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I was listening to some older folks while at lunch hour and they were discussing How nice it was to have a first lady with some class for a change. Trivial searches will find lots of crazy theories about Michelle Obama, and for her time as First Lady (of the US or Arkansas) Hillary Clinton had a pile of conspiracies around her. Melania Trump in turn has lots of negative (though not necessarily mainstream) press attention surrounding some of her actions and motivations. Donald Trump also took potshots at Heidi Cruz, the wife of his main competitor in the Republican primary.

That said, I don't really remember Laura Bush being assaulted in this manner, and all I can find (now) about Nancy Reagan and Barbara Bush is relatively positive. Is this tendency to target the First Lady or even wives in politics a particularly new development?

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    Not sure if it's ever been deemed universally 'acceptable'. Political attacks have always been common, of course. – user1530 Sep 27 '17 at 19:02
  • "First lady" is something unique to US, which the public subliminally allow the leader spouse interfere with country affairs. So what is the fuss about your "second leader" criticised by Joe public? – mootmoot Sep 28 '17 at 14:19
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Each "First Lady" defines her own role. The woman who did most to change it from being a White House hostess to an active political role was Eleanor Roosevelt.

Roosevelt's resignation from the Daughters of the American Revolution (on a matter of segregation) caused much criticism at the time. An FDR website quotes a journalist “I have been accused of rudeness to Mrs Roosevelt when I only said she was impudent, presumptuous and conspiratorial, and that her withdrawal from public life at this time would be a fine public service.”

There was also much criticism of her earning money. She made as much as $1,400 a lecture, leading to accusations of profiteering, and tax avoidance.

Some first ladies have been less politically active, some more so, according to their own interests and abilities. However, politically active First Ladies is not a particularly new development.

  • In saying that Eleanor Roosevelt was the first First Lady to take an active political role, you overlook Edith Wilson, at least. – phoog Sep 27 '17 at 22:11
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    Obviously, taking an active political role will not please all voters, hence (some of) the controversy around Hillary Clinton. Michelle Obama took more of a traditional role, being primarily focused on (apparently) apolitical causes like healthy eating and physical fitness. (Similarly, Laura Bush campaigned for children's literacy.) It's fair to say that many people dislike Michelle Obama out of association with her husband's politics and/or simple racism, not for anything she has done. – Royal Canadian Bandit Sep 28 '17 at 7:51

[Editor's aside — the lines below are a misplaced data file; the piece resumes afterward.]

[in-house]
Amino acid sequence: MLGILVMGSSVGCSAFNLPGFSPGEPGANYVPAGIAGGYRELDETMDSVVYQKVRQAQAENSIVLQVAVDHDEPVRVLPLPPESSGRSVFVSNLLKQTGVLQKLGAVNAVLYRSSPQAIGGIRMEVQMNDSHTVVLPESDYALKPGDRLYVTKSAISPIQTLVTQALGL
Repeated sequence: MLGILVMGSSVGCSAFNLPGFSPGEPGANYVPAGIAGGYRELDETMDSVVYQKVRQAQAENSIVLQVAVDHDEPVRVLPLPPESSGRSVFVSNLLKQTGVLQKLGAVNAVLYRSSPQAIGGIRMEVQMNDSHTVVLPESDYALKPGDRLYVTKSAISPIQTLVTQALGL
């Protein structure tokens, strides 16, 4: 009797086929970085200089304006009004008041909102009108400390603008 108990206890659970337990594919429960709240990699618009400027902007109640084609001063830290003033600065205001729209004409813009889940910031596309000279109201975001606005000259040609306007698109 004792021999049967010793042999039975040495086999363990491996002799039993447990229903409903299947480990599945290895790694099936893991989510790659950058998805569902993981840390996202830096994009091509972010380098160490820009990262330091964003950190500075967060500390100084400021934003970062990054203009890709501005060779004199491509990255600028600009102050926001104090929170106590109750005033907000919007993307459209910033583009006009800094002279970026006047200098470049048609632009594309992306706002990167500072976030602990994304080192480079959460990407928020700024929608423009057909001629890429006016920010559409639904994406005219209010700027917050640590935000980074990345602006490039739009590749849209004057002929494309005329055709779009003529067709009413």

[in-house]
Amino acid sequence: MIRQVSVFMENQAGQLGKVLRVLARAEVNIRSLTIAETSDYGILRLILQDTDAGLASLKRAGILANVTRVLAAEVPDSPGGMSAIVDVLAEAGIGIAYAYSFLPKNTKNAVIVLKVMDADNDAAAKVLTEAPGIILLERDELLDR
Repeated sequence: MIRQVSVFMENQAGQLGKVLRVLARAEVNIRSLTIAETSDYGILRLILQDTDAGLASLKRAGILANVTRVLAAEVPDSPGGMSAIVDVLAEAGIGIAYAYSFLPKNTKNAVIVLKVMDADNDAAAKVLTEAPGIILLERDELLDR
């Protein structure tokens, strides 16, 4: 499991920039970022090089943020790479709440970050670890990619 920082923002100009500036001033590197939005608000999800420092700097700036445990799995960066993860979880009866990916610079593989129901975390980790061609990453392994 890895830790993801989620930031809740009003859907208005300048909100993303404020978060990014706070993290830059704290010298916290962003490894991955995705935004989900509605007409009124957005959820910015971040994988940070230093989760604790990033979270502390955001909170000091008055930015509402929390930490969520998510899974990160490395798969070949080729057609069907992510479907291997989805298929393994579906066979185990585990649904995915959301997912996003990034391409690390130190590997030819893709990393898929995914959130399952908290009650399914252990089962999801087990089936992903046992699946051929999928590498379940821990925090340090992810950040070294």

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    This has happen right from the beginning, from Dolly Madison falsely credited with saving the Washington Painting to Mary Todd Lincoln spending way too much on furnishings. Criticism is to be expected for anyone in the spotlight. – Frank Cedeno Sep 28 '17 at 12:44
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It is normal for Presidential Chiefs of Staff to receive so much criticism that they resign their positions part-way through a Presidential term.

It is not normal for Presidents to get divorced while in office.

With the exception of Edith Wilson, it used to not be normal for First Ladies to be heavily involved in the running of the White House, nor in determining whom (or what) the President could see as part of doing the President's job.

In the past generation, three First Ladies took on such roles. All three were criticized for it:

  • Nancy Reagan consulted an astrologer about which days were most propitious for her husband to deal with various topics.
  • Bill and Hillary Clinton campaigned in 1992 as a "two-for-one" deal. Hillary had considerable authority in the White House, including organizing efforts to nationalize some forms of medical insurance.
  • Michelle Obama was consistently one of the three most important presidential advisors during her husband's administration.

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